Soaking in the crik last night, I got to thinkering about kids, and playing, and home made ice cream. My old man, a grizzly if ever there was one, had a bad temper, and it was on display almost all the time.
The one time it wasn’t was Sundays. At church he was an “elder”, so he got to strut around like he was hot stuff. After church we’d often go visiting his best friend, the Major. Since both families lived out in the country, we’d make a day of it. The men talking, the women doing “women stuff” (back then you could say that), and the kids doing kid stuff.
The Major had two daughters and a son. The daughters were about the age of my older brothers, and they’d work the old fashioned ice cream maker all afternoon so that we could have ice cream with supper. The son was a year older than me, but we got along famously because I would do whatever he wanted. I thought he was the smartest, most talented person in the universe. Later, when I read the Sherlock Holmes stories, I immediately understood why Watson allowed himself to be so completely overshadowed by Holmes, because I had the same sort of relationship with the Major’s minor.
Of course, there was a cost for Holmes — he had to put up with the apparent dimness of Watson whose vision, by comparison, wasn’t as sharp as the great detective’s. For my best friend, the payment was mostly physical. I was a clumsy cub, and my awkwardness wound up causing injury to innocent bystanders as often as to me.
I was about seven when both our families moved into town just four blocks apart. Hurray! Now we could get together every day. In retrospect, that might not have been the best thing for his health. I remember when we played one-on-one basketball on the outdoor half-court the Major built for his son, more often than not he’d wind up with a sprained finger or a basketball in the face. My “passing” wasn’t all that great, but his “catching” was worse. There were a lot of bloody noses when we played, and they were mostly his. His mother had a ‘nervous condition’, and I’m pretty sure I know who caused it.
I remember another time we were playing Tarzan in my yard. I’d snuck into the house and borrowed Mom’s butcher knife and used it to sharpen a five-foot stick that became my spear. My friend was the great white hunter by default because he wouldn’t climb a tree. Might tear his new jeans and his mother would get upset. I called out to him: “Be very still. Killer snake at your feet.” My friend froze and I threw the spear. Hit his shoe. (There was no snake, of course, it was part of the game.) He fell down bawling. I was certain that I’d gone completely through his foot. At first he wanted me to call his mother to come take him to the hospital, but I talked him into inspecting the damage. That took some doing. He didn’t want to see his mangled foot. Eventually, I got his shoe off and sure enough, there was the beginning of a light bruise on the outer edge of his foot. No blood, no gaping wound, just a bruise. He took one look at it and fainted. Later, I helped him limp home and got his promise not to tell his mother what I’d done. That promise lasted almost thirty seconds. She’d already called my mother before I made it home.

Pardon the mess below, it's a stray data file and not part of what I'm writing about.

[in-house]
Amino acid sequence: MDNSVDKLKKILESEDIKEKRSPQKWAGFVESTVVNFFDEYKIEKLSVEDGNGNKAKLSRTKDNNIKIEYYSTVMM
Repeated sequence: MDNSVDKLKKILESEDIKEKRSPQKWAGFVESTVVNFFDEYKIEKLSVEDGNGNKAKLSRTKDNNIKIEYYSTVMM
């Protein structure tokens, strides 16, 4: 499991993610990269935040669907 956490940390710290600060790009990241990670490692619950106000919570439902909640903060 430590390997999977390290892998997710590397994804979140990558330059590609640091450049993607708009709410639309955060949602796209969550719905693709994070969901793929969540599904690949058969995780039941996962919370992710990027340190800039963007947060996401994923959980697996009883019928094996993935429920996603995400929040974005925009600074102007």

Jump forward a couple of years. We’re out in the woods making a fort out of some “found” lumber and old tin roofing. I’d taken some nails and a hammer from my father’s toolkit, but tin roofing is hard to punch through. It took several tries, and I kept dropping the nail. So I talked him into holding the nail so that I could get a really good swing at it. I think you can see where this is going. A couple more years later and we’re out “hunting” in the woods with our BB guns. He’s in front, naturally, to point out the big game we were going to harvest. My gun was brand new and I was really eager to get to shoot it at something. I kept my finger on the trigger so as to be “ready”. When the gun went off, it made almost no sound at all. Not so my friend when the BB hit him in the leg. Another bruise, another histrionic scene. He hobbled home and showed his mother who probably fainted — but not before calling my mother. I lost the use of the gun for a month, and it was two weeks before we were allowed to do anything together again. That was probably for the best. Wait for him to heal before adding any new bruises.
These are just examples, of course. It seems there was always something like that happening. I understand why Sherlock put up with Watson. Everybody needs an audience. But my best friend was very popular at school. I have no idea why he put up with me, but I do know that we both got something from the relationship. I got a friend to play with and he got a spectacular collection of bruises. Even though both faded with time, I still think I got the best of the deal. At least, I’m willing to bet that my memories of our times together are a lot more fun than his!